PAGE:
INTERVIEW: Rachel Siminoski

Location: Charlotte, NC

Website: www.rachelsiminoski.com

Instagram: @rachelsiminoski


Can you describe your studio routine?


I wish I had a routine to share! Right now my life revolves around being a mother and working from home, with studio time squeezed in between the cracks. I try to do one art-related thing a day, whether it’s drawing in my sketchbook for 15 minutes before our youngest wakes up, or making small collages after he's gone to bed. It may not seem like a lot, but the small moments add up. I was lucky enough to spend a lot of time in the studio building momentum last year while I was pregnant, and I think that has helped me accept the fact that things have slowed down a bit now. My goal is to be persistent, even if I don’t have long stretches of time in the studio. You use the term "internal landscapes" to describe your work and there are elements that reference landscape features such as rocks, caves, vines and mountains. Where does your interest in the natural world come from?


It’s interesting- I don’t work from life or actively try to depict landscapes. I focus on the function of the forms in my paintings, not on “what” they are. Whatever the forms end up referencing is typically a byproduct of its function. I was actually a biology major before I was an art major, and I think most of my interest in the natural world revolves around biological systems within the body.


The corporeal enclosures that I create often take the form of a landscape, but I still wonder if that is the best term to use. Instead of vines, I tend to view them as veins or membranes, caves as a womb or cell. Last year, I was ruminating on the idea of growth while I nurtured my body and my son within it. At that time I started to introduce green into the paintings, which also lends to the inadvertent landscape reference. During my residency at Main Street Arts, I was talking with the Executive Director, Bradley Butler, and he said, “They’re spaces, not places,” and I think that really hit the nail on the head for me. I think of the spaces I create as abstract ecosystems or environments, and that’s what led me to describing them as landscapes.

How does the warmer and softer work you are now creating contrast to your previous work?

Previously I was making grayscale paintings that in hindsight feel like containers or vessels, whereas the work I’m making now includes various colours (albeit still subdued) and is more biomorphic- more like a cohesive environment as opposed to a harsh, empty, geometric container. Becoming a mom was such a big change in terms of my body and life in general, it definitely transformed the work as well. The enclosures I was making before began to morph into wombs, slings, etc. Warmer, supportive and protective places.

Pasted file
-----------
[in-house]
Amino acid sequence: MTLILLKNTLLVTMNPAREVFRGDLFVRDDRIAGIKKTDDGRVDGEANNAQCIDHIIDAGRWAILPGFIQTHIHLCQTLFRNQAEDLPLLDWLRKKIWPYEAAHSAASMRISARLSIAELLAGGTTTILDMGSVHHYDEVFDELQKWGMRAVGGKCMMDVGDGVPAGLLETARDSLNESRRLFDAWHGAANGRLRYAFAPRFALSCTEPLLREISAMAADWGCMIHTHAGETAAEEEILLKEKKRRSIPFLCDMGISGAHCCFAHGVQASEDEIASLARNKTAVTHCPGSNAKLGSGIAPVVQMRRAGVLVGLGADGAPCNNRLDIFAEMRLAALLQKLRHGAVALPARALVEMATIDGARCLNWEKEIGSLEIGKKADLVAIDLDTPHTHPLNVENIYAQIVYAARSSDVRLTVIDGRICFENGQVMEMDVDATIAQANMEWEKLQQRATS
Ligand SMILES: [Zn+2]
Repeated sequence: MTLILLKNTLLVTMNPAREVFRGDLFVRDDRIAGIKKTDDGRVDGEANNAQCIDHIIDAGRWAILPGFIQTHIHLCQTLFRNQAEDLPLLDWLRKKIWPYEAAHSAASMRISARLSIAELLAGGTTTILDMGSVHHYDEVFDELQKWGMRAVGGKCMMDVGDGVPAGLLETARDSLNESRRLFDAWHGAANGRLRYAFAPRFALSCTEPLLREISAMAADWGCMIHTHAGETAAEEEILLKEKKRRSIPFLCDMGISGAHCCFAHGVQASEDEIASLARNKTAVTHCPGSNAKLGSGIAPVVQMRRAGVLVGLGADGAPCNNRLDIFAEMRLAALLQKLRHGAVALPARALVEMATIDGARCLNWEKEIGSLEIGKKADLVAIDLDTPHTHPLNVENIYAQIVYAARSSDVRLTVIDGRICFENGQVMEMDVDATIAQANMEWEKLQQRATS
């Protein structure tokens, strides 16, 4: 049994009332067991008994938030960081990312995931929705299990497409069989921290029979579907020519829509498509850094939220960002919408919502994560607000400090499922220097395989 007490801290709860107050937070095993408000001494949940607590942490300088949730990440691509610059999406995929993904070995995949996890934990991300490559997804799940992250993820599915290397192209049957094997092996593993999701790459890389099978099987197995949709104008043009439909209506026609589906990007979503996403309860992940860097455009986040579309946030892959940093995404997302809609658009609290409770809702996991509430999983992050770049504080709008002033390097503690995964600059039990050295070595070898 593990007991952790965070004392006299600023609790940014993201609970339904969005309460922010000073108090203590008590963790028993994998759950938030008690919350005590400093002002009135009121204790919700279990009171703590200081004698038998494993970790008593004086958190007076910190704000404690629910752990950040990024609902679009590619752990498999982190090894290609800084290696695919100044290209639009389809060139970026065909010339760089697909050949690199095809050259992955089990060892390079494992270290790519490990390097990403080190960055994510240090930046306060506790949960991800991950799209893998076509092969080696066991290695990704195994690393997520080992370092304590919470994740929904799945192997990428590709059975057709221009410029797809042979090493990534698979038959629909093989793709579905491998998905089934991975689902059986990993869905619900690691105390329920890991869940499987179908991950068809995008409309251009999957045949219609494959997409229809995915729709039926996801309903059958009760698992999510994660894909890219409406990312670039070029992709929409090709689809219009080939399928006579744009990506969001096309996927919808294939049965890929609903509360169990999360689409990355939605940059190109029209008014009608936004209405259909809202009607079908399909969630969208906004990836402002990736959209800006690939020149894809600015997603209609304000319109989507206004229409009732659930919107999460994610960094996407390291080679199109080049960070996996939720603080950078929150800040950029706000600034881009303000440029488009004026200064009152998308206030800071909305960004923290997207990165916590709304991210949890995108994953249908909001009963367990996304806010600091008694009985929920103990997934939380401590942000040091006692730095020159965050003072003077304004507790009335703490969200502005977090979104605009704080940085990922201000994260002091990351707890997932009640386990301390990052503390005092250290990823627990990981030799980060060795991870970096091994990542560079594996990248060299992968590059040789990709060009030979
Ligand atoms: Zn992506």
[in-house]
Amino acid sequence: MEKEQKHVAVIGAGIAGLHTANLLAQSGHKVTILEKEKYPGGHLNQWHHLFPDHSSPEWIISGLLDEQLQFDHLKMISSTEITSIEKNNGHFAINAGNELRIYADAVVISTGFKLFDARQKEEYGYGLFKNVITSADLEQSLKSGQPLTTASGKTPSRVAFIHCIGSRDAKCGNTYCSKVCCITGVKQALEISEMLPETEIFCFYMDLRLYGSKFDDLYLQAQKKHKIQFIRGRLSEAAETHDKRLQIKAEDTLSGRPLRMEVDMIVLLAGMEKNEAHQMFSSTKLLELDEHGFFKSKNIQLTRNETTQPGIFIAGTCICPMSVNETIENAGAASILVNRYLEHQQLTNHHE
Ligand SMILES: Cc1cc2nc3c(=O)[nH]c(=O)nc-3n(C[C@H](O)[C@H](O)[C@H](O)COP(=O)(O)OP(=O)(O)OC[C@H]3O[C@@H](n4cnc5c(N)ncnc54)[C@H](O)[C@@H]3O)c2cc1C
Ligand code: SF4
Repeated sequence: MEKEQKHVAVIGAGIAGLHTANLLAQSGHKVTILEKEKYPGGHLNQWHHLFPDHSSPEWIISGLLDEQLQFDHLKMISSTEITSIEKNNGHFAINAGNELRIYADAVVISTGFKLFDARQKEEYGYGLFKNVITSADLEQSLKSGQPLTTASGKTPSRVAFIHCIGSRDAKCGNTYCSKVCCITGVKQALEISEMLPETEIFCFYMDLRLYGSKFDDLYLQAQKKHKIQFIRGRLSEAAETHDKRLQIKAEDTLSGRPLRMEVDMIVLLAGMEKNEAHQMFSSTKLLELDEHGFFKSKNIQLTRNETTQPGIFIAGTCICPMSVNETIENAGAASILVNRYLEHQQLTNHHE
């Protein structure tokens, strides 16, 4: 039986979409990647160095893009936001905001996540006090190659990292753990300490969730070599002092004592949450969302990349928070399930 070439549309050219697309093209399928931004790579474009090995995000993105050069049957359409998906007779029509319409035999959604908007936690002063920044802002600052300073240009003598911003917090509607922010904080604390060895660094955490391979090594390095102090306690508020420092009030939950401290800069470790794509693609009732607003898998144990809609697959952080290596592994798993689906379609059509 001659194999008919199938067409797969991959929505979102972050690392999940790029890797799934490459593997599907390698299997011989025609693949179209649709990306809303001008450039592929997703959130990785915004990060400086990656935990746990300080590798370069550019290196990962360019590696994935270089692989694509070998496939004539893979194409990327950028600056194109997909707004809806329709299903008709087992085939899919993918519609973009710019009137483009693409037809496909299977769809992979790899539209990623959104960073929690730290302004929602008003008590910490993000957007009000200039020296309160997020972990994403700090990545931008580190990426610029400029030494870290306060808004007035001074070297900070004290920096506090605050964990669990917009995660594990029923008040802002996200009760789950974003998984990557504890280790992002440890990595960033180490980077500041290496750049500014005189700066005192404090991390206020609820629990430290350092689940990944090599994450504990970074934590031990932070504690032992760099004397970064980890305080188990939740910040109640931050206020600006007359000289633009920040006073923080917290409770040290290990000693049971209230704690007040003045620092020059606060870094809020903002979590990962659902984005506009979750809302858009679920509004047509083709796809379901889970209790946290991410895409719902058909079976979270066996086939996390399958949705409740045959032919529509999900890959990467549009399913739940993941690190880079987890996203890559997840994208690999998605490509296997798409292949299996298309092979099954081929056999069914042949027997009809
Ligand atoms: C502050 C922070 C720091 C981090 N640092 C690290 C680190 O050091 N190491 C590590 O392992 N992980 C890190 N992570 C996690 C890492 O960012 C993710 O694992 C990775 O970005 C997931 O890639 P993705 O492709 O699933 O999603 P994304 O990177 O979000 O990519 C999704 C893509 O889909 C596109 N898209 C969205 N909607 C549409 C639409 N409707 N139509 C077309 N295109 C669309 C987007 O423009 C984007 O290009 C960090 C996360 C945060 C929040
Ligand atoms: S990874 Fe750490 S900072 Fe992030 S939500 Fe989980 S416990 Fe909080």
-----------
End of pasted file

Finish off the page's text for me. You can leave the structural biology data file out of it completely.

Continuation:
Your paintings on yupo paper have a wonderful sense of play and light while your work on canvas feels grounded and planned. Is the process of creating work on each material different?

The paintings on yupo paper happen much faster than the ones on canvas. I view them as something in between a sketch and a finished painting. Only in the past year or so have I allowed myself the freedom to paint freely (translucent sections of paint, visible brushstrokes) and be okay with it. The works on canvas always start with various sketches on tracing paper; I like to be able to trace over a sketch and just change one or two elements at a time. However, the paintings never end up exactly like the sketches I started with. I would say the majority of the time they end up quite differently. I think, for me at least, it’s unfair to expect that the outcome of a painting on canvas would be the same as a small sketch on paper. And the fun of it all is reacting to the painting as it happens, and being open to change. I love being surprised with the work. It almost feels collaborative, in a way. Me and the painting. Which artist has had the greatest impact on your work and practice?

There have been a few at different points in my life. I would say the first big influence and arguably the most important has been Mariam Stephan, a fantastic painter and a professor at The University of North Carolina at Greensboro. She taught advanced drawing my senior year of undergrad. That was the first time I really painted; prior to her class I was making detailed, realistic drawings and lithographs. I realized that in order to meet the quota for her class I had to start working faster, and the only way I could do that at the time was by picking up a paint brush. For our second critique, I had been working on a few large, black and white paintings on paper and I felt confident that the critique would go well. It did not. I remember at one point she asked me what kind of acrylic I was using and I honestly didn’t even know the name- it was just the general store brand at Hobby Lobby. She said it looked like plastic and that it was distracting, and she was absolutely right. After that I cried in the bathroom and invested in better paint. Mariam was brutally honest, but in the most loving way. I left her class feeling as though my work had a sense of direction, which I had never felt before.


What's next for your artistic practice?

It’s hard to say. Right now I’m just trying to keep it going amongst the craziness of life. I’m excited with the new direction my work has taken, and I’m looking forward to seeing what comes next. I’ve been applying to more open calls lately, and I would love to have an exhibition that highlights the transition from pre-to-post pregnancy. I would also love to do a family friendly residency at some point in the near future.